To date, close to 30 million adults and children in the United States — roughly 8 percent of the population — have been diagnosed with type 1 or type 2 diabetes. Another 79 million Americans have pre-diabetes and are at risk for developing type 2 diabetes. The majority of these patients — 90 percent — have type 2 diabetes.
November 14th is World Diabetes Day
Because high blood sugar levels are toxic for our bodies, the presence of diabetes is associated with high risk for developing chronic complications in the kidneys, eyes, nerves and heart.
In spite of significant medical progress, cardiovascular disease remains the leading cause of death in patients with diabetes. Several known factors play a role in the progression of heart disease in the general population, including:
- High blood pressure (hypertension)
- Abnormal cholesterol and/or high triglycerides (hyperlipidemia/dyslipidemia)
- Lack of physical activity
- History of smoking
However, for every one of these risk factors, patients with diabetes have a much higher risk of developing heart-related complications, such as heart attack, stroke or heart failure.
Another serious consequence of diabetes on the heart is damage to the integrity of the heart’s nerves, which control heart rate and function and the ability of blood vessels in the heart to function properly. This complication of diabetes was shown to be associated with a high risk for cardiovascular death.
Surprising research findings about diabetes and heart disease
Research from the University of Michigan and other organizations has recently revealed some surprising findings:
- Women who have been diagnosed with type 2 diabetes have four times the risk of developing heart disease complications than men.
- Overall, women with diabetes have a much higher risk of developing heart disease than women without diabetes.
- In spite of a decline in the prevalence of cardiovascular complications among the middle aged general population (50-65 years), the prevalence of heart disease in those with diabetes (both men and women) continues to increase rapidly.
- Those with diabetes and high blood pressure or abnormal cholesterol levels do not have the same benefit from medications to treat these conditions in preventing cardiovascular complications compared to individuals without diabetes.
- In those with high blood pressure and abnormal cholesterol levels, the prevalence of heart disease is nearly 3 times higher when a diabetes diagnosis is present. In patients with diabetes and damage of the heart nerves, the risk of dying from heart problems is 2 to 3 times higher, even if controlling for all other risk factors.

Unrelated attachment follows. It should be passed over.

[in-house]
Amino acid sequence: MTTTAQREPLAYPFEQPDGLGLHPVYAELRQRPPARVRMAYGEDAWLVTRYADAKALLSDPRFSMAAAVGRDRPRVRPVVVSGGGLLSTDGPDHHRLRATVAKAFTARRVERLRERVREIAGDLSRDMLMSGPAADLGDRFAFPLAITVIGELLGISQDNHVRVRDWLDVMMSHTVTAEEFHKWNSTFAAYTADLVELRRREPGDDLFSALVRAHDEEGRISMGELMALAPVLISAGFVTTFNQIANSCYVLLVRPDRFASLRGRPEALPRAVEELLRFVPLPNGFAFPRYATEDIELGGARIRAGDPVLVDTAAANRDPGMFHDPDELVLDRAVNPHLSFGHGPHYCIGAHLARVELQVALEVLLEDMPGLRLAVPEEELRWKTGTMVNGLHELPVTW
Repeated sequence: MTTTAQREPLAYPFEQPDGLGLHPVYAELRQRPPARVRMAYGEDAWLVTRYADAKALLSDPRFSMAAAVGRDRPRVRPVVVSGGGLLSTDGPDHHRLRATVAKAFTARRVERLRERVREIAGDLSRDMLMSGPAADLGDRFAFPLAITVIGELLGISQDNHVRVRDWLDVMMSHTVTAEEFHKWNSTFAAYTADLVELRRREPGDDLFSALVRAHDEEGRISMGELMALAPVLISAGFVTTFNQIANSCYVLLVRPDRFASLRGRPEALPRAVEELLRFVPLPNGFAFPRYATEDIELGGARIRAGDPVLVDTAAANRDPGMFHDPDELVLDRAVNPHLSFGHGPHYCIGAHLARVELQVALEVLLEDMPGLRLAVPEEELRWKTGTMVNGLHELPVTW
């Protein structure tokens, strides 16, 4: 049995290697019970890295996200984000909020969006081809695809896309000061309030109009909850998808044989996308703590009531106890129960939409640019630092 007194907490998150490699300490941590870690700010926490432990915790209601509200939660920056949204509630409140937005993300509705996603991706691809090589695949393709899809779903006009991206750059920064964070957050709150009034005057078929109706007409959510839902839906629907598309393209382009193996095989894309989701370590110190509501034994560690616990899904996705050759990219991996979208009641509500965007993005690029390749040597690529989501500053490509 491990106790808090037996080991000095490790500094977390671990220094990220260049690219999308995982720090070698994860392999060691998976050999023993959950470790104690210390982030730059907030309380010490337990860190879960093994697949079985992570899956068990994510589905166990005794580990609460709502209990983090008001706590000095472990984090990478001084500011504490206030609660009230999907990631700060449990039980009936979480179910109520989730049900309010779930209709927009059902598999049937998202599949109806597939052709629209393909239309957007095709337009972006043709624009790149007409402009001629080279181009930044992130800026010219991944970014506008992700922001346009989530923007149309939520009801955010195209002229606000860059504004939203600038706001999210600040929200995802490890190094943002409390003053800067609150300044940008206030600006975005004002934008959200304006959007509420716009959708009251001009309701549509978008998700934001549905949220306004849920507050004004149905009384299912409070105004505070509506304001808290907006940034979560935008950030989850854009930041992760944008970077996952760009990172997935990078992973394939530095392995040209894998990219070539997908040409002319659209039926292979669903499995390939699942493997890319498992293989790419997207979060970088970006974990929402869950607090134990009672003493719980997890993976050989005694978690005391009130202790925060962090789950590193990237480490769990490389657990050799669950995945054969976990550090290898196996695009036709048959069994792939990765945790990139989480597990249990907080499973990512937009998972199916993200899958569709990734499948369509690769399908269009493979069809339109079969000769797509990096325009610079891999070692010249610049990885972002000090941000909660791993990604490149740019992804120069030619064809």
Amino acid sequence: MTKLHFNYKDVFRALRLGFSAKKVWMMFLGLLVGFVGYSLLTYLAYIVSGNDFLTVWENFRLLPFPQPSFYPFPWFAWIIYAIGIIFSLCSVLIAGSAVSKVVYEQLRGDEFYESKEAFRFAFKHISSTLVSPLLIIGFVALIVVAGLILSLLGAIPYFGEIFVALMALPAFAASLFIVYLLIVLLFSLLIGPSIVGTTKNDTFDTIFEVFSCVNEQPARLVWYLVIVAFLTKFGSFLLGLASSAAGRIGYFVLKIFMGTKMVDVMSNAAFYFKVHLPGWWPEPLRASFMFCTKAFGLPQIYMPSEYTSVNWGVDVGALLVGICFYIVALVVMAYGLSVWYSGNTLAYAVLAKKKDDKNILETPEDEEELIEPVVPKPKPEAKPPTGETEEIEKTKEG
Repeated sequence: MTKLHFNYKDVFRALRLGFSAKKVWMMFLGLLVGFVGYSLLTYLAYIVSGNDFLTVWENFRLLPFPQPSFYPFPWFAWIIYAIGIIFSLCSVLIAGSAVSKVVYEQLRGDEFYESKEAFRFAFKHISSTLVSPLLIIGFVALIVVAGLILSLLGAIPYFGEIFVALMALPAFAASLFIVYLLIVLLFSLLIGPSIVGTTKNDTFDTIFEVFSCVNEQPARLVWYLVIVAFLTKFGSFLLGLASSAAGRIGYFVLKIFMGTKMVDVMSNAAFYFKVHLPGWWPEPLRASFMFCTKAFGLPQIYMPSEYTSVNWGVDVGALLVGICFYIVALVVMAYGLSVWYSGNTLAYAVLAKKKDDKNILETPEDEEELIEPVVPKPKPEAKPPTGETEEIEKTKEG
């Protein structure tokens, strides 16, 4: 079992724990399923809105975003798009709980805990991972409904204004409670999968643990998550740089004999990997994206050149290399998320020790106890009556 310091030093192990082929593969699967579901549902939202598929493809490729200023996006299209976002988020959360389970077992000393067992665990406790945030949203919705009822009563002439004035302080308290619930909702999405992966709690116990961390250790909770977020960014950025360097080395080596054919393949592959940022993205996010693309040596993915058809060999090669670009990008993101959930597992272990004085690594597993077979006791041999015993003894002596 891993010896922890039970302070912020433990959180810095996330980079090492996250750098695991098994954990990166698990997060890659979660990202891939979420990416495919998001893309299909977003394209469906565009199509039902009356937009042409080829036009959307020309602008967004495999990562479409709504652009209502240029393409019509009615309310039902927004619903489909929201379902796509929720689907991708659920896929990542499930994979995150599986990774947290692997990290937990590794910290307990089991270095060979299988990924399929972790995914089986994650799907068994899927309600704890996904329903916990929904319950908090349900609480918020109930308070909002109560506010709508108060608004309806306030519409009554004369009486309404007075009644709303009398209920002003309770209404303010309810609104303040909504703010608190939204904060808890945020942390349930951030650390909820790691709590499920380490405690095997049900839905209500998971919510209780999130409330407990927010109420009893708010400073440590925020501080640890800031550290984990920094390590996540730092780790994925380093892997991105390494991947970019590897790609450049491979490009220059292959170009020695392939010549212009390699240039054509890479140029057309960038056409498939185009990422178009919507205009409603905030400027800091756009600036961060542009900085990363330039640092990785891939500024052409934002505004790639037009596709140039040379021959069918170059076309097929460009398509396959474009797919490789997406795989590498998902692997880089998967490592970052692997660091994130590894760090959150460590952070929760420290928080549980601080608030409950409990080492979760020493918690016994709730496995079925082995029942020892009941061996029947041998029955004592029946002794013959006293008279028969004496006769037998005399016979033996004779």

What can you do?
What can you do to reduce your chances of developing diabetes? The bottom line: Embrace a healthier lifestyle to offset the development of diabetes and associated heart disease.
Selected “healthy eating” patterns — mainly consisting of a higher intake of fruit and vegetables — were found to be associated with a lower risk of diabetes in various studies.
In particular, adherence to the Mediterranean diet was associated with a reduced risk of diabetes in several studies. This suggests a detrimental effect of a diet rich in meat and processed carbohydrates and a favorable effect of a diet rich in olive oil, vegetables, fruit, nuts, cereals and legumes.
If diabetes has already been diagnosed, try to keep your blood sugars, blood pressure and cholesterol controlled by improving lifestyle and adhering to recommended treatment to prevent the development of heart disease and other complications.
Take the next step:
Attend the U-M Comprehensive Diabetes Center’s 7th Annual Diabetes Health Fair on November 16th. Learn more here or by calling 734-763-0177.
Dr. Rodica Pop-Busui is associate professor of the University of Michigan Internal Medicine, Division of Metabolism, Endocrinology and Diabetes (MEND), and co-director of the Neuropathy Center at the University of Michigan. She has served and continues to serve as site principal investigator or co-investigator on several landmark type 1 and type 2 diabetes trials funded by the National Institute of Health, the American Diabetes Association and the Juvenile Diabetes Research Foundation. She has received awards from the American Diabetes Association, the University of Michigan and the Fulbright Foundation, and has published numerous papers of her work in high quality journals.
The University of Michigan Samuel and Jean Frankel Cardiovascular Center is the top-ranked heart and heart surgery program among Michigan hospitals. To learn more, visit our website at umcvc.org.